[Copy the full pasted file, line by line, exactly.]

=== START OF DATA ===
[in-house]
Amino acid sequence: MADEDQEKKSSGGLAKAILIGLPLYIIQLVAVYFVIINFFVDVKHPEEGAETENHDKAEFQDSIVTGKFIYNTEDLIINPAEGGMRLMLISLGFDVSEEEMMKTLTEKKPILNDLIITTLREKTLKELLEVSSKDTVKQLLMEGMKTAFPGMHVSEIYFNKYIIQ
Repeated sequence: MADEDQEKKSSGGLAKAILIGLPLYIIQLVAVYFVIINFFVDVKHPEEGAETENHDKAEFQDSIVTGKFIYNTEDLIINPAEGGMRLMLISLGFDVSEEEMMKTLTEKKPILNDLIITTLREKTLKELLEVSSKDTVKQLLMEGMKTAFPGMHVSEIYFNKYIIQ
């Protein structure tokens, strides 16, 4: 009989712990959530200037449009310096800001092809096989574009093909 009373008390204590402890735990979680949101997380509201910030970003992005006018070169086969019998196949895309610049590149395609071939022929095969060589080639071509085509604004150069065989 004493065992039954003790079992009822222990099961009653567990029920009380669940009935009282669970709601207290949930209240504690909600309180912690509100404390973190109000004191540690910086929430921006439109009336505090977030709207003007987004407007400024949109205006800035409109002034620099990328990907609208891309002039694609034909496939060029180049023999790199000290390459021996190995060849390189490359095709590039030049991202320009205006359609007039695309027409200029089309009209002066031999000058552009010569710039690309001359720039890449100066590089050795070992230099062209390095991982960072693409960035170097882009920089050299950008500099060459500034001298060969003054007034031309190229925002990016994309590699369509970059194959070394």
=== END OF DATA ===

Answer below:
[in-house]
Amino acid sequence: MADEDQEKKSSGGLAKAILIGLPLYIIQLVAVYFVIINFFVDVKHPEEGAETENHDKAEFQDSIVTGKFIYNTEDLIINPAEGGMRLMLISLGFDVSEEEMMKTLTEKKPILNDLIITTLREKTLKELLEVSSKDTVKQLLMEGMKTAFPGMHVSEIYFNKYIIQ
Repeated sequence: MADEDQEKKSSGGLAKAILIGLPLYIIQLVAVYFVIINFFVDVKHPEEGAETENHDKAEFQDSIVTGKFIYNTEDLIINPAEGGMRLMLISLGFDVSEEEMMKTLTEKKPILNDLIITTLREKTLKELLEVSSKDTVKQLLMEGMKTAFPGMHVSEIYFNKYIIQ
């Protein structure tokens, strides 16, 4: 009989712990959530200037449009310096800001092809096989574009093909 009373008390204590402890735990979680949101997380509201910030970003992005006018070169086969019998196949895309610049590149395609071939022929095969060589080639071509085509604004150069065989 004493065992039954003790079992009822222990099961009653567990029920009380669940009935009282669970709601207290949930209240504690909600309180912690509100404390973190109000004191540690910086929430921006439109009336505090977030709207003007987004407007400024949109205006800035409109002034620099990328990907609208891309002039694609034909496939060029180049023999790199000290390459021996190995060849390189490359095709590039030049991202320009205006359609007039695309027409200029089309009209002066031999000058552009010569710039690309001359720039890449100066590089050795070992230099062209390095991982960072693409960035170097882009920089050299950008500099060459500034001298060969003054007034031309190229925002990016994309590699369509970059194959070394």